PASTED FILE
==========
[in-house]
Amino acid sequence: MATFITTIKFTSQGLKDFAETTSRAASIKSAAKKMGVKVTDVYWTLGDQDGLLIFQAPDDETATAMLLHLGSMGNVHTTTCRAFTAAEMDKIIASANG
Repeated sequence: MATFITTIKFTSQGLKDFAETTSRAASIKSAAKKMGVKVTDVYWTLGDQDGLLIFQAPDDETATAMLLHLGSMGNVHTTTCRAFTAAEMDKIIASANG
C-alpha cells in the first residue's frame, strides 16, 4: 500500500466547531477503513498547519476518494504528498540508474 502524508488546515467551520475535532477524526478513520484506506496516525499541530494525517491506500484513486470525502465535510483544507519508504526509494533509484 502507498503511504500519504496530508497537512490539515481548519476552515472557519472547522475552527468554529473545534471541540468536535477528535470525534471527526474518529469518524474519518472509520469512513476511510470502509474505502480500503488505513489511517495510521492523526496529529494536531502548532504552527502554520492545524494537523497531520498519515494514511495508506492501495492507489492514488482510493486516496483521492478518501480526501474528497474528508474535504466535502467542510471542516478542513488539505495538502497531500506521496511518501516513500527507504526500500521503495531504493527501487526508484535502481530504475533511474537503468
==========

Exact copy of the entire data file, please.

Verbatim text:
[in-house]
Amino acid sequence: MATFITTIKFTSQGLKDFAETTSRAASIKSAAKKMGVKVTDVYWTLGDQDGLLIFQAPDDETATAMLLHLGSMGNVHTTTCRAFTAAEMDKIIASANG
Repeated sequence: MATFITTIKFTSQGLKDFAETTSRAASIKSAAKKMGVKVTDVYWTLGDQDGLLIFQAPDDETATAMLLHLGSMGNVHTTTCRAFTAAEMDKIIASANG
C-alpha cells in the first residue's frame, strides 16, 4: 500500500466547531477503513498547519476518494504528498540508474 502524508488546515467551520475535532477524526478513520484506506496516525499541530494525517491506500484513486470525502465535510483544507519508504526509494533509484 502507498503511504500519504496530508497537512490539515481548519476552515472557519472547522475552527468554529473545534471541540468536535477528535470525534471527526474518529469518524474519518472509520469512513476511510470502509474505502480500503488505513489511517495510521492523526496529529494536531502548532504552527502554520492545524494537523497531520498519515494514511495508506492501495492507489492514488482510493486516496483521492478518501480526501474528497474528508474535504466535502467542510471542516478542513488539505495538502497531500506521496511518501516513500527507504526500500521503495531504493527501487526508484535502481530504475533511474537503468